Although mobile wallets provide secure ways to handle and transfer money, Americans have been slow to adopt them as a way of making everyday transactions.
How many times have you sent a payment or birthday check through the mail, only to get a phone call weeks later explaining that the money was never received?
Whether oversights like these are the fault of simple human error or someone’s unchecked greed, exchanging money no longer has to be a cause for worry. Digital wallets are now available, and these smartphone-based services can securely transfer money at the click of a button.
So why are Americans still choosing to handle flimsy bills and credit cards that are easily misplaced? In 2013, people around the world spent $235.4 billion dollars via mobile payments, and North America, though usually at the forefront of commerce, only spent $37 billion of that sum, according to the New York Times. It seems as though Americans are simply slow to adapt to this monumental change.
Swamped in a Sea of Technology
Mobile commerce doesn’t just keep your checks from getting lost in the mail. As the New Republic argues, there are a slew of benefits available to those who convert to digital commerce, on both the consumer and retailer sides of the equation.
When customers use a credit card to purchase an item, retailers must pay a credit card fee, which they tack onto the price of the product. Mobile payments would significantly lower or eliminate this fee altogether, resulting in lower prices across the board.
Companies that provide mobile commerce services are also more adept at policing fraud and have strong, direct relationships with credit card companies, benefitting everyone involved. And of course, mobile payments would allow retailers to collect data about the shopping habits of their consumers, allowing them to better target their marketing and sales.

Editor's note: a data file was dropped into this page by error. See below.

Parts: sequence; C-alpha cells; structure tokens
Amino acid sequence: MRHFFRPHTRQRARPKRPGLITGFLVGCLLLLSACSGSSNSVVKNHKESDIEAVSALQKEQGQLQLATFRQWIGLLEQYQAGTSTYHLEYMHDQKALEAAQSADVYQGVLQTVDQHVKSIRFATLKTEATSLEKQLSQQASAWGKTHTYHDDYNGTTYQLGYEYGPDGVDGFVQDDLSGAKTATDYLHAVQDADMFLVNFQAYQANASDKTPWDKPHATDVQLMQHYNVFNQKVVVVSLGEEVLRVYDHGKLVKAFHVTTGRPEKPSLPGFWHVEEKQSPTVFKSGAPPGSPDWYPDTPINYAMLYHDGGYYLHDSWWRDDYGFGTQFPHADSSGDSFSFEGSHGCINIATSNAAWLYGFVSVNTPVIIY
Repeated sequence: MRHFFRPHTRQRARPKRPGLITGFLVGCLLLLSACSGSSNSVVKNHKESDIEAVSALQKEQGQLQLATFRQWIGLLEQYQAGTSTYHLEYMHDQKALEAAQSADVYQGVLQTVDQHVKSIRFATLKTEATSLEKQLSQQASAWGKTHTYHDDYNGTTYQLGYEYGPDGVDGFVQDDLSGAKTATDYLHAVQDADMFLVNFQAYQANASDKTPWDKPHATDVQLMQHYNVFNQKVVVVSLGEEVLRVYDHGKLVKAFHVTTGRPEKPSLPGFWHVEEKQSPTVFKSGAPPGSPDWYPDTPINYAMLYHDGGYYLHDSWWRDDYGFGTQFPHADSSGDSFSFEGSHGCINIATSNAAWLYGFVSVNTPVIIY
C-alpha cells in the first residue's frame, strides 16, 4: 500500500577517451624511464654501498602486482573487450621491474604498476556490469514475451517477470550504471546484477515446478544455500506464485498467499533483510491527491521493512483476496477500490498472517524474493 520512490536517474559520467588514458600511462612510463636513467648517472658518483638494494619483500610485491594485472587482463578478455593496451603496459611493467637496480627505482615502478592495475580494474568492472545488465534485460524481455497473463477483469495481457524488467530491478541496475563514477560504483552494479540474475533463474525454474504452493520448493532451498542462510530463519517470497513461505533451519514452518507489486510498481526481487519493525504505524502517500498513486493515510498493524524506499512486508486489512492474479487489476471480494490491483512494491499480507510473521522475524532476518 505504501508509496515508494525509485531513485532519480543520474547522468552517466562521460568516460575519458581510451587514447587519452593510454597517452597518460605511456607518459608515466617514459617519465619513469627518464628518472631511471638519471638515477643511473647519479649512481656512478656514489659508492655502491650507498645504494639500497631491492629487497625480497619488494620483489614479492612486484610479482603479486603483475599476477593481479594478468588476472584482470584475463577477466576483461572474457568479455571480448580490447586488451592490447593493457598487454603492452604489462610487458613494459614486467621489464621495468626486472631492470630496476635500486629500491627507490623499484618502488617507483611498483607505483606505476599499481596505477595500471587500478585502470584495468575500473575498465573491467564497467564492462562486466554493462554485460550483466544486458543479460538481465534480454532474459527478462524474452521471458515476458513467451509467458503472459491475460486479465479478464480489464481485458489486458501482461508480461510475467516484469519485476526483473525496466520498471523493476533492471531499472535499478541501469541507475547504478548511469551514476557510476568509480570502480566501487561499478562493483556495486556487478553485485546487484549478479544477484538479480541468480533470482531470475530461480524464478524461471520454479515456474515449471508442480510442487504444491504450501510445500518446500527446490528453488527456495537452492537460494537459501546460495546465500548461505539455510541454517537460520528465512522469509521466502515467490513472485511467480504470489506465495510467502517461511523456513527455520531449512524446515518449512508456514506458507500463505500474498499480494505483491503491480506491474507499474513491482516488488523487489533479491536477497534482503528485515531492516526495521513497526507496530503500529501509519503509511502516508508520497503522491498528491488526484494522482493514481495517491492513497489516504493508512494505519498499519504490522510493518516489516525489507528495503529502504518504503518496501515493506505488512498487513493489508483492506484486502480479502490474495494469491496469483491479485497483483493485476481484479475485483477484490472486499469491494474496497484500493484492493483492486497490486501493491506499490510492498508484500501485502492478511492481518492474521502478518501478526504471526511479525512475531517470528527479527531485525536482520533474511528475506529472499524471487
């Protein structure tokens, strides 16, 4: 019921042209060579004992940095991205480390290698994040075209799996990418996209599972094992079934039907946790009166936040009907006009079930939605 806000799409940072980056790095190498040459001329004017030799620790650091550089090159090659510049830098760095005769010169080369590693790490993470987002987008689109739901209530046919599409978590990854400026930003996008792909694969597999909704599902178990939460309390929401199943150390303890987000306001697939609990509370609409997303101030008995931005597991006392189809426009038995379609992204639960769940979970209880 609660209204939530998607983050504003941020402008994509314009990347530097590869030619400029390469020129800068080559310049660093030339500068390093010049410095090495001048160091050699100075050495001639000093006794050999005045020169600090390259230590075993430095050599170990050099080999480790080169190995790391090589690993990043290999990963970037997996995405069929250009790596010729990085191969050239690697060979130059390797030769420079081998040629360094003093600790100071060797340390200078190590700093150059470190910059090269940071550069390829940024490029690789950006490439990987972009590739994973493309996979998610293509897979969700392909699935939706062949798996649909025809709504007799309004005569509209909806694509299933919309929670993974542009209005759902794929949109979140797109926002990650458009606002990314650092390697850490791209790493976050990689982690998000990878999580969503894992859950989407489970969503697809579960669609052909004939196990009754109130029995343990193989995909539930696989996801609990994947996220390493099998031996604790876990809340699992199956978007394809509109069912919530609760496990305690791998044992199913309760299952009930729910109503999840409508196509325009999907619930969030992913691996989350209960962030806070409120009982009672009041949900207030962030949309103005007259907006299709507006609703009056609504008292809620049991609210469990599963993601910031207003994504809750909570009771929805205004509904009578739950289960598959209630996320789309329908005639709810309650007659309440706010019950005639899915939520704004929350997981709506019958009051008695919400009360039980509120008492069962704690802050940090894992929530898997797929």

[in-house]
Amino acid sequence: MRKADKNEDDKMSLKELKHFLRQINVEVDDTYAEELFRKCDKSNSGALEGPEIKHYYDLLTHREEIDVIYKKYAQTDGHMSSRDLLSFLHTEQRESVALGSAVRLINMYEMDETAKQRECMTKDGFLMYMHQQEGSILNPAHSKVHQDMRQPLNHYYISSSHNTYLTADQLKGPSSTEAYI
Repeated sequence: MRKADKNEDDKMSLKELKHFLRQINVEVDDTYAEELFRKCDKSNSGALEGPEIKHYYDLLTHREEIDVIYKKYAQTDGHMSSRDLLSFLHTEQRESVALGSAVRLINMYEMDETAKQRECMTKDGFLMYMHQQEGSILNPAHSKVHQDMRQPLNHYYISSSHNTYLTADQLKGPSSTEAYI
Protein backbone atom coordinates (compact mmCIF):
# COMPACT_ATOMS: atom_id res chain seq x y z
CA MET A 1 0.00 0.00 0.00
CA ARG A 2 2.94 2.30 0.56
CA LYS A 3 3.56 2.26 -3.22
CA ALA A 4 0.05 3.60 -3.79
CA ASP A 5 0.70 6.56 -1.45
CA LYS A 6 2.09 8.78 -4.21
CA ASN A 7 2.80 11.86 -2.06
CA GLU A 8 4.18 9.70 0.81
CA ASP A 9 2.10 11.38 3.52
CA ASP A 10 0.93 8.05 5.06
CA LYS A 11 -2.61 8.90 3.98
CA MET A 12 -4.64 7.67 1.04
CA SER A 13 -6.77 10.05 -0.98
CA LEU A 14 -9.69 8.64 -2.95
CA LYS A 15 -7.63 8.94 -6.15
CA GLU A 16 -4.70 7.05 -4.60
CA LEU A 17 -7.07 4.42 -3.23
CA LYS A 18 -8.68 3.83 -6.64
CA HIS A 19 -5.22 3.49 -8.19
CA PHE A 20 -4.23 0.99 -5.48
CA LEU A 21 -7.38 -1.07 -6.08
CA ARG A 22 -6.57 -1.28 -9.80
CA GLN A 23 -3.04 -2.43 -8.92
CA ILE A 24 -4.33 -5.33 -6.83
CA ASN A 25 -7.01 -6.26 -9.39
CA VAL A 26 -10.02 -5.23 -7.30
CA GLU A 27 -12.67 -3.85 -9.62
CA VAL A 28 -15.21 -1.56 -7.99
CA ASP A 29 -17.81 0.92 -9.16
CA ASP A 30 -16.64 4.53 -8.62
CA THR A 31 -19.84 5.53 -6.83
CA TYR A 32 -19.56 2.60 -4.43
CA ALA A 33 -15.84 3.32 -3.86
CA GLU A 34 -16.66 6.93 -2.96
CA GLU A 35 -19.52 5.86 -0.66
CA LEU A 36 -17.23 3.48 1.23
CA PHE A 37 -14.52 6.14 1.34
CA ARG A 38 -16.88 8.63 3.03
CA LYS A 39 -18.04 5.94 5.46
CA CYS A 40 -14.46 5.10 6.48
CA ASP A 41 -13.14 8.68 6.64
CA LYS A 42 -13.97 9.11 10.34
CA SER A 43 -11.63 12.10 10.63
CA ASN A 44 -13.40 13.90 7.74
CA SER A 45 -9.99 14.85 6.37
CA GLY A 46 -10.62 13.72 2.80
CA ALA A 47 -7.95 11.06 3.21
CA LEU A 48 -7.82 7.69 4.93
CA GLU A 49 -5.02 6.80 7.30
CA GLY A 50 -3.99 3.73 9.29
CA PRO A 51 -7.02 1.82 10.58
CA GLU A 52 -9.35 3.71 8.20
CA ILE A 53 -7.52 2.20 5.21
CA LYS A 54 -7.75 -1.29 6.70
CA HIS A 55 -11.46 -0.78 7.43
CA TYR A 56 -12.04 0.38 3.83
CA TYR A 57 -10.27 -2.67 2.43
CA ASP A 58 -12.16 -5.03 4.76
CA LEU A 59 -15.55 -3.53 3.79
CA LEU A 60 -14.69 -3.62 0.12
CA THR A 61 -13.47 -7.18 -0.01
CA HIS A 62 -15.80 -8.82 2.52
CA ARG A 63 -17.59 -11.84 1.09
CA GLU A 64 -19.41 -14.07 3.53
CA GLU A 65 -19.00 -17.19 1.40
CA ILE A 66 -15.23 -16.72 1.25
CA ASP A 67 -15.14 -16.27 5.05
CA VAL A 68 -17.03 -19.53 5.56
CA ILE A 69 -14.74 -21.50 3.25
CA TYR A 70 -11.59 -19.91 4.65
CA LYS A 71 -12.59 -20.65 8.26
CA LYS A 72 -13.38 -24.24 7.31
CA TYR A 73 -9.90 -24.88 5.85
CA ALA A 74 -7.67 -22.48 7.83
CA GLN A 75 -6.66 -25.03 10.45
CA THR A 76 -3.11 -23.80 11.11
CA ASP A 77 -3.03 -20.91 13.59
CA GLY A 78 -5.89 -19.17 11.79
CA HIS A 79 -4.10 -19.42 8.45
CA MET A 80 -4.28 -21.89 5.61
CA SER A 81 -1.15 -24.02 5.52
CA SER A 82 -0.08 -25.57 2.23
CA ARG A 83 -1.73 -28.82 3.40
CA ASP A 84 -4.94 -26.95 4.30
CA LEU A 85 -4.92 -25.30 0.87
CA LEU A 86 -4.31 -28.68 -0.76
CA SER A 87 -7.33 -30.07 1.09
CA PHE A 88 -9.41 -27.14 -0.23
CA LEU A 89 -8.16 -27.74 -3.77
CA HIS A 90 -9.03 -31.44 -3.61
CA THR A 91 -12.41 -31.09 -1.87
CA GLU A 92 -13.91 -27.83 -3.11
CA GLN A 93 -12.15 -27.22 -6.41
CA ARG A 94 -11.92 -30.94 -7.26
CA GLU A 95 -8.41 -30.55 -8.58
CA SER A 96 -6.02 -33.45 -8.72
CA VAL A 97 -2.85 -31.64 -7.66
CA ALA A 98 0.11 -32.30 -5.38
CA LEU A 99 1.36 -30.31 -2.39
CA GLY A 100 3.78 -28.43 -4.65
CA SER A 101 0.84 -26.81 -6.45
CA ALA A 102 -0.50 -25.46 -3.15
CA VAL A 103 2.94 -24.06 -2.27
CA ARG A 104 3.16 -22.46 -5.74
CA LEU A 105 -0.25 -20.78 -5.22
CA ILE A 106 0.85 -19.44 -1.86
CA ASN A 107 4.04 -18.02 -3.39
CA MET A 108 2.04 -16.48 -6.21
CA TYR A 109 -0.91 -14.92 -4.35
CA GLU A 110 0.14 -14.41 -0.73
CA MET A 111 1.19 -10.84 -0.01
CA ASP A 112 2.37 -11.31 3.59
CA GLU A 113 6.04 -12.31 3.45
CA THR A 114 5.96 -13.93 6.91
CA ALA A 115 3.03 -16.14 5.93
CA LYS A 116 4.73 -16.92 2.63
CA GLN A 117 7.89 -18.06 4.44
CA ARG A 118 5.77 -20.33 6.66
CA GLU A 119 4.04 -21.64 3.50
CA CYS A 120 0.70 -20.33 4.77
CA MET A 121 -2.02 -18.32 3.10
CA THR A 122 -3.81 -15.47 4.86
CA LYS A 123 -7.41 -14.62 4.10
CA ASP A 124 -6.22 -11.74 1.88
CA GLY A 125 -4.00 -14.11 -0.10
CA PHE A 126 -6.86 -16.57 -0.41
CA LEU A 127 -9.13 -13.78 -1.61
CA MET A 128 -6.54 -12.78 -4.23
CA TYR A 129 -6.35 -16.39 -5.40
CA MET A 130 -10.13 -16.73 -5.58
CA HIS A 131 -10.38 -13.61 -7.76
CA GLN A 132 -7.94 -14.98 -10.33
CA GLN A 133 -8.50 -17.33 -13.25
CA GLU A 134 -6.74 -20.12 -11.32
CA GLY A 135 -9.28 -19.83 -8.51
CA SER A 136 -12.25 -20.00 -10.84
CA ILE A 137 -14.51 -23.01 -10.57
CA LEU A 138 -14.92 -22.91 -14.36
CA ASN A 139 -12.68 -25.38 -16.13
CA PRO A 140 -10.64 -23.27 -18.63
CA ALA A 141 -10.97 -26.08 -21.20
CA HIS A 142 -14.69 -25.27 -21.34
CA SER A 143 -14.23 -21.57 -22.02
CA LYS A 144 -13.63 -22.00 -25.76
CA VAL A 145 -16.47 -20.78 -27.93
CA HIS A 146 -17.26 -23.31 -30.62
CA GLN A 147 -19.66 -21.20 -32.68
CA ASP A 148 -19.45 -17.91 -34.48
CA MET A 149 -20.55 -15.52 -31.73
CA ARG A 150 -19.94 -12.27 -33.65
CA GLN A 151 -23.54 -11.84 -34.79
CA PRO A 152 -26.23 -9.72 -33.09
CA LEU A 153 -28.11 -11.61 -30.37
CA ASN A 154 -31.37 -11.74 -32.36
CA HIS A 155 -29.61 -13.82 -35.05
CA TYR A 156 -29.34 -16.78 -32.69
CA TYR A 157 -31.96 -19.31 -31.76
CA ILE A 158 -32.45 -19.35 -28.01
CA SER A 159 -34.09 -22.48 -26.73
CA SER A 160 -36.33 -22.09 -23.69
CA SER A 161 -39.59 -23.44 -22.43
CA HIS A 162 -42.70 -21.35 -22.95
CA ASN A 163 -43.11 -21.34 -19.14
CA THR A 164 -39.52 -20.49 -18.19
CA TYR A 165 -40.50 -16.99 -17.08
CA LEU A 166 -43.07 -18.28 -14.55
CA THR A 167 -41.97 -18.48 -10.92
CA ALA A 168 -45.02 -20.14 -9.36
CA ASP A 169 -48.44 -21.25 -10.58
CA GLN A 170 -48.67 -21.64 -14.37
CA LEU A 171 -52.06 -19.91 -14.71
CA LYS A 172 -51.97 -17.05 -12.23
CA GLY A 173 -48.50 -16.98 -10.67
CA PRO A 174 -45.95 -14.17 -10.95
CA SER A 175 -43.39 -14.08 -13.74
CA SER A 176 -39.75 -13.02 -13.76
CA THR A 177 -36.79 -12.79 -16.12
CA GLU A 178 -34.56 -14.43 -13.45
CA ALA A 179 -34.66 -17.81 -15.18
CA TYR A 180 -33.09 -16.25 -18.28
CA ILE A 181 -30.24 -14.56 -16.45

On the consumer side, mobile payments would speed up the retail process, eliminating lines at the checkout counter as customers stop fumbling for their credit cards, savings cards, and coupons. Mobile payments apps sync up easily with those of individual banks, rendering the transfer and gifting of money a breeze, and allowing users to see all of their transactions simply and clearly, as Techlicious reports.
However, all of these aspects are more troublesome in other countries than they are in the U.S., contributing to the apathy Americans seem to harbor for digital wallets — although 70% of Americans find mobile payments trustworthy, the majority simply doesn’t feel compelled to use them, according to Yahoo!.
The Futures Are Up
Although the numbers on mobile payment usage seem bleak now, many researchers and entrepreneurs are optimistic that they’ll improve in the next two years. Parks Associates reported that in 2013, 20% of smartphone owners used a mobile wallet, as Business Insider explains. Using forecasting tools, researchers estimate that this will grow to 43% by 2017.
Business Insider states that “one factor that will likely drive growth is an explosion in payment technologies coming onto the market, which will have broader applications beyond payments, including mobile loyalty programs and in-store marketing.”
This means that stores will start encouraging consumers to use mobile payments by offering better deals, leaving those late adopters well behind the pack.
Soon, not having a mobile wallet could cost consumers more than just their time.